Singapore will play its first World Cup Qualifier in almost twenty years after thumping Nepal by 82 runs on the final day of the ICC Men’s T20 World Cup Asia Region Final at the Indian Association ground on Sunday.
Singapore were the tournament’s only unbeaten team going into this match (after Nepal fell to Qatar by 4 wickets earlier) but few would have expected such a comprehensive victory against a vastly experienced Nepal side that has become increasingly accustomed to eking out decisive wins in the tights of pressure cauldrons. Instead, local young guns Rohan Rangarajan and Tim David all but batted Nepal out of the game. And with stalwarts Khadka, Malla, and Vesawkar back in the sheds at 62 for 3 after 8 overs one could be forgiven for calling it early in Singapore’s favour.
Rangarajan is a precocious talent, a rare combination of quick feet, technical orthodoxy, maturity and power. He has scored against top opposition before – a solid 68 off 92 against Oman last year being a case in point. Yet this innings epitomized a newfound confidence to take on some of the Associate world’s best bowlers and execute with ease.
And it was no fluke. In a pre-tournament interview on the Singapore Cricket Association (SCA)’s Facebook page Rangarajan speaks of the travails of combining national service with cricket. “I end work every day at 5:30 PM and as soon as I go home I have to get ready for cricket…it’s something you have to do if you love the sport so much,” he says.
Rangarajan, who turned 20 in June, is not alone in this steadfast commitment to the national team’s success. Throughout the week Singapore’s largely amateur squad of players, coaches, and administrators let slip their collective recipe for success: six or seven hours of training under lights every night; 15 warm-up matches – yes you read that right – against a PK Gladiators side comprised of Pakistani first-class and elite club players at the tournament ground; the revelation that SCA officials even scouted PK Gladiators players most similar to those they could come up against; and the lengths to which they went to scout, communicate with, and land Tim David’s services over a period of three to four years.
The end result is that this was likely (we called it in Emerging Cricket’s preview) strongest Singapore side in recent history, a claim further backed up by the fact that their two most historically successful batsmen in Chetan Suryawanshi and Anish Paraam scored a combined 23 runs throughout.
A blueprint for other emerging cricket sides perhaps.
For Nepal’s cardiac kids, two losses in four games at this level is a worrying sign of things to come. On the field, their batting remains overly reliant on Paras Khadka, Sharad Vesawkar and (in this tournament) Gyanendra Malla, with Dipendra Airee and Rohit Kumar Paudel yet to convince in this format. Both Sandeep Lamichhane and Basant Regmi had uncharacteristically poor tournaments, bowling too full or too short in equal measure. Off the field, Nepal’s ongoing suspension by the ICC and the accompanying consequences for regular domestic cricket, high-performance training, and tournament preparation are of most concern. How this plays out across three years of ODI cricket is a difficult and urgent question for those involved with the sport there.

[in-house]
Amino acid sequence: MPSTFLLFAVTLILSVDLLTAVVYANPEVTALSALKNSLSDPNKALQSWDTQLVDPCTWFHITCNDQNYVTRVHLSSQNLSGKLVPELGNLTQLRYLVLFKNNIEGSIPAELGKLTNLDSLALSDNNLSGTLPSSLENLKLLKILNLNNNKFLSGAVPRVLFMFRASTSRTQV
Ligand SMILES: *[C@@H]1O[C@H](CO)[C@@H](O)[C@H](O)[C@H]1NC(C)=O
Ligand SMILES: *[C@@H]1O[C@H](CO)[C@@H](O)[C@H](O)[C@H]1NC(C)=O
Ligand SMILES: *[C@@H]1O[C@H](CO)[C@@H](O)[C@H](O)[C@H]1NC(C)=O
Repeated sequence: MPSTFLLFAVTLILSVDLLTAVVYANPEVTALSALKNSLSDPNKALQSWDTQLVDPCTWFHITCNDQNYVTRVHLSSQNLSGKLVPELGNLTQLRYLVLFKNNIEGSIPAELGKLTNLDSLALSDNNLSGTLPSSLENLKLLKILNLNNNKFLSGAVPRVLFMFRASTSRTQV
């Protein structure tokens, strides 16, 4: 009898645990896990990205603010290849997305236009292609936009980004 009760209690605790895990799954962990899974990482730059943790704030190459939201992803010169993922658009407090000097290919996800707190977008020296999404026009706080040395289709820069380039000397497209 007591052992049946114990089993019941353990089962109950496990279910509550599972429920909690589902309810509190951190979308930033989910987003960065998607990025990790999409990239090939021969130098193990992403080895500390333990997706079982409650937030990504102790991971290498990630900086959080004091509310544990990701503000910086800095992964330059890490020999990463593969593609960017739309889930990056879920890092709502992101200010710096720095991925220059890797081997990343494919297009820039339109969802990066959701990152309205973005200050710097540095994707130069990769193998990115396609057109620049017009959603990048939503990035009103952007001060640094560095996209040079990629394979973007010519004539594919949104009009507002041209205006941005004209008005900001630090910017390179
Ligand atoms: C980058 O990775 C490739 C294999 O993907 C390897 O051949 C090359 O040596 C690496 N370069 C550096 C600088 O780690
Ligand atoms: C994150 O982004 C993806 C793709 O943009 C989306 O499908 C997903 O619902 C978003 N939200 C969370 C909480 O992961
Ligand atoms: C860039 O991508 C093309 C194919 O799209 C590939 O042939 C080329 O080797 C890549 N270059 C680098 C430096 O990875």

Qatar played impressively throughout the tournament. It was notable to hear both captain Tamoor Sajjad and manager Gul Khan talk about the monarchy’s growing support for the sport in the Emirate. Qatar will be back in action next month for first round of the 2019 – 2022 ICC Cricket World Cup Challenge Cup in Malaysia and will be hoping to build on an encouraging performance here.
There may be a shot at redemption for one of Qatar (as 2nd place finishers going into a repechage tournament) or Nepal (as the highest-ranked T20I side in Associate cricket) depending on how the ICC decides to replace Zimbabwe in the global qualifier later this year.
For the tournament’s remaining two teams, it is back to the drawing board. Malaysia should be bitterly disappointed with their overall performance after extensive preparations. Nonetheless given growing junior participation rates, competitive state-level tournaments showcasing a growing number of foreign professionals, and a young, talented, professionally contracted national side, the fundamentals remain strong.